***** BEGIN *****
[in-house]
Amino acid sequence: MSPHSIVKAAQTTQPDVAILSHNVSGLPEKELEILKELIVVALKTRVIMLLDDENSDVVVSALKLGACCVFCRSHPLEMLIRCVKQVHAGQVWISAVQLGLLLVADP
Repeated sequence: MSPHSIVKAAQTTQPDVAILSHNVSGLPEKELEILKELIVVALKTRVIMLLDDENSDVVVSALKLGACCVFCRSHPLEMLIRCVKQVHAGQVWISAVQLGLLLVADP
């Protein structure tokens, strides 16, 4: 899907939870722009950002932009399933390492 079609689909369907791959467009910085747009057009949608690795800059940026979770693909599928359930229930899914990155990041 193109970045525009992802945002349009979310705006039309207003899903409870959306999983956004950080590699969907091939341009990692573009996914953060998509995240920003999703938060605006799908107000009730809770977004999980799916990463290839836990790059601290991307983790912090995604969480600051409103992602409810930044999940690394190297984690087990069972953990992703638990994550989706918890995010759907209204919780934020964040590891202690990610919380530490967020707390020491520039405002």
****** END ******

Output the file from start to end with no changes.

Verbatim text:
[in-house]
Amino acid sequence: MSPHSIVKAAQTTQPDVAILSHNVSGLPEKELEILKELIVVALKTRVIMLLDDENSDVVVSALKLGACCVFCRSHPLEMLIRCVKQVHAGQVWISAVQLGLLLVADP
Repeated sequence: MSPHSIVKAAQTTQPDVAILSHNVSGLPEKELEILKELIVVALKTRVIMLLDDENSDVVVSALKLGACCVFCRSHPLEMLIRCVKQVHAGQVWISAVQLGLLLVADP
């Protein structure tokens, strides 16, 4: 899907939870722009950002932009399933390492 079609689909369907791959467009910085747009057009949608690795800059940026979770693909599928359930229930899914990155990041 193109970045525009992802945002349009979310705006039309207003899903409870959306999983956004950080590699969907091939341009990692573009996914953060998509995240920003999703938060605006799908107000009730809770977004999980799916990463290839836990790059601290991307983790912090995604969480600051409103992602409810930044999940690394190297984690087990069972953990992703638990994550989706918890995010759907209204919780934020964040590891202690990610919380530490967020707390020491520039405002």